I am not a poet, but this is the best/only vehicle for me to consolidate so many thoughts and feelings brought into relief by the Yad Vashem Museum - an imposting building that is, broadly, a concrete prism - walled at one end and open the other, leading the visitor through the horrors of the Holocaust to a breathtaking view of open space over the Promised Land
I ascend Zion’s Mount with the mud of the Galilee’s Sea on my shoes
to visit the place where they are remembered.
I am a Christian man; watchful and prayerful - repentant.
‘A memory and a name’ for Czerniakow’s children
That is what is left for them – all else is lost –
all that remains are their defiled exhibits.
Our history was once their future.
Above me the sun beats, and inside my heart aches
as I dare to enter that place;
a temple to death or a monument to life?
A death carefully formed and life carelessly smashed
upon the rock of ‘purity’ and the silent echoes of the words of my forefathers.
Inside this concrete sarcophagus
We learn of the ‘lambs to the slaughter’ – of ghettos and lost hope.
So many empty brown eyes without future;
staring at us beyond pleading, for lives long since snuffed.
Starving children, broken hearts, spirits extinguished;
times of heroes and monsters, where The Book and gun collided.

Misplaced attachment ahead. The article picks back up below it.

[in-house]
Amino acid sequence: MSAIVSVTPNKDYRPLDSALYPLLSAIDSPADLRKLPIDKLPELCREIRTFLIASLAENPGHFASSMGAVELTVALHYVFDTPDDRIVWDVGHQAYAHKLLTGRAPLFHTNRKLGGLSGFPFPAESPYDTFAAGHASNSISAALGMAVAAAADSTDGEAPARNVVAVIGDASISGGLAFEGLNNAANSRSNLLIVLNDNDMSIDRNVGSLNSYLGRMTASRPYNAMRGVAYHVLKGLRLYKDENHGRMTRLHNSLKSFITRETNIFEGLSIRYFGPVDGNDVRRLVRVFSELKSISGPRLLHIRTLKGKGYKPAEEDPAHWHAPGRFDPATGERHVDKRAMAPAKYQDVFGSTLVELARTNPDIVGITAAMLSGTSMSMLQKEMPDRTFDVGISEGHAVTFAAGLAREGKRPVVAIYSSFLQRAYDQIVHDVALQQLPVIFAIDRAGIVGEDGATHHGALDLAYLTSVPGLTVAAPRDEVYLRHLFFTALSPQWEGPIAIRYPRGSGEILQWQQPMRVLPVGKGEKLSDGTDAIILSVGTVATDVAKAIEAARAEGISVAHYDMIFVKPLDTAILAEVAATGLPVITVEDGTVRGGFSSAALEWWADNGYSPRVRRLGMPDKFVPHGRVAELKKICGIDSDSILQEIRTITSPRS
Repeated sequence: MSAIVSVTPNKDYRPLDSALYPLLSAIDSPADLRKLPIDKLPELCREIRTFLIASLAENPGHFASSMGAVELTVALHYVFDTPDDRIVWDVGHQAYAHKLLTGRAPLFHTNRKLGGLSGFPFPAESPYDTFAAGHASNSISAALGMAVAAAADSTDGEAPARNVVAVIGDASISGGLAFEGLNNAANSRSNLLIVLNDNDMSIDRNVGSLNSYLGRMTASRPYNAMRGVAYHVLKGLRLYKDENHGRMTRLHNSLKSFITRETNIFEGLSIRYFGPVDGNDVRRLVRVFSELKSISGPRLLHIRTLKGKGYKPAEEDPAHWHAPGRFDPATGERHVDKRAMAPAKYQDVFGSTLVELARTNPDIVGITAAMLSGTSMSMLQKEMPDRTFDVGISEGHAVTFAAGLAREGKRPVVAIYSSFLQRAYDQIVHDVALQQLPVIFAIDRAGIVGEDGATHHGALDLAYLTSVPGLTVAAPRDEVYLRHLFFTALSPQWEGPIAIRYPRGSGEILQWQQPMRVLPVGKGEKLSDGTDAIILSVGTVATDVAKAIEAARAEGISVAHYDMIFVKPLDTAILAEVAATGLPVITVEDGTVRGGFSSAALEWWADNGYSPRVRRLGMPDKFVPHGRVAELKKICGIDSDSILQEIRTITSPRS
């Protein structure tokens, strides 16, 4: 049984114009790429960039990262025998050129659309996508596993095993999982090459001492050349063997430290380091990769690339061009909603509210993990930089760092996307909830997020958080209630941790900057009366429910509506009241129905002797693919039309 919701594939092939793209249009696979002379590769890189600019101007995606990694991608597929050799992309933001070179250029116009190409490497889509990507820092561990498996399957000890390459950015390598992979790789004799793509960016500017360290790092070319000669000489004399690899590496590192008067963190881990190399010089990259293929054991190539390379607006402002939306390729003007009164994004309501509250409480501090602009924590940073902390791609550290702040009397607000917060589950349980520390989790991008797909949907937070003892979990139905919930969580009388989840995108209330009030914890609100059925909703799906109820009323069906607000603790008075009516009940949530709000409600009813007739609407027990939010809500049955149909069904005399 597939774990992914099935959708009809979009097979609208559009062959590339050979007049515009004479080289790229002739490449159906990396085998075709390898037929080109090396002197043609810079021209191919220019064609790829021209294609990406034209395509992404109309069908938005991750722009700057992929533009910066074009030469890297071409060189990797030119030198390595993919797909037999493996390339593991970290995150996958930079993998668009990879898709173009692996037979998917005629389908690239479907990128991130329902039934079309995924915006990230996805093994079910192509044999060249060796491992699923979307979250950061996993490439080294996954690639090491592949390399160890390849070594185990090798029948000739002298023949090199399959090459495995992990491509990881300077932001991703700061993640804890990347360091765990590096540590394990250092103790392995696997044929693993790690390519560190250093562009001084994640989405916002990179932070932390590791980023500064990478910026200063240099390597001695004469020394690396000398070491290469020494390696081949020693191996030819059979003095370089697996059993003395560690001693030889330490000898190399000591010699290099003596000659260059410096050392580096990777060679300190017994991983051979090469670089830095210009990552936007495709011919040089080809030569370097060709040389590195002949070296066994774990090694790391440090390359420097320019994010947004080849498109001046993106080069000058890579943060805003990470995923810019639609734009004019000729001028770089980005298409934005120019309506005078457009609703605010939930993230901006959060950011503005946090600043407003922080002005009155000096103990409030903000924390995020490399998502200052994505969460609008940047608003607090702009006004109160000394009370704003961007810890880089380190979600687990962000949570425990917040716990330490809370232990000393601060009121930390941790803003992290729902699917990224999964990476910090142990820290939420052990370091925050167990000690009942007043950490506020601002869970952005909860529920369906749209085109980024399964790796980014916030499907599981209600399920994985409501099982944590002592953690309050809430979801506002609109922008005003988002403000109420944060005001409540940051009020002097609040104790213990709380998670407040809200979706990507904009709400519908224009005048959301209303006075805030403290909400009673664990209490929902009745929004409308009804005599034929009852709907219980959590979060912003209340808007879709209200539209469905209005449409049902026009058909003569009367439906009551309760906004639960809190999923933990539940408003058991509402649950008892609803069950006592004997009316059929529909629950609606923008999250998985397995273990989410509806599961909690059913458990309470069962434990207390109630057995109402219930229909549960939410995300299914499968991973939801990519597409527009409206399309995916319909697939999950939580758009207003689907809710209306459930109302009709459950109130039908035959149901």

In the silence of our aching hearts we hear the screams of children;
Mummy is gone and daddy too; ‘still your cries little darlings –
everything will be okay, just you see’.
For Czerniakow’s children there is no hope,
save for the release from the grasp of the oppressor;
the suffocating death grip of Hitler’s believers.
Release in life or freedom though death;
the little ones look on not knowing which.
We are onlookers, safe behind glass.
Free to leave but compelled to go on – to hear screams,
to hear silence – both of them deafening.
‘My mummy and daddy are in the smoke above Poland’
Look on if you dare, passing stranger –
Welcome to a new world long dead.
To six million lost souls, so many names unknown,
I pray for forgiveness that I still have life;
that my own brown-eyed babies know safety;
that a belief and a culture won’t murder my Love,
and my prayers won’t cause my extinction.
For six million lost souls, in all that they were,
I pray that they find peace and the face of their God
weeping for them, arms outstretched.
‘Enter this place my little ones, you are safe now;
The last door to close behind you is this.’
Adam Czerniakow was the leader of the Judenrat [Jewish Council] in the Warsaw Ghetto. Such chairmen administered the decisions and policies of the Nazis. In 1942, he took his own life rather than betray his fellow Jews.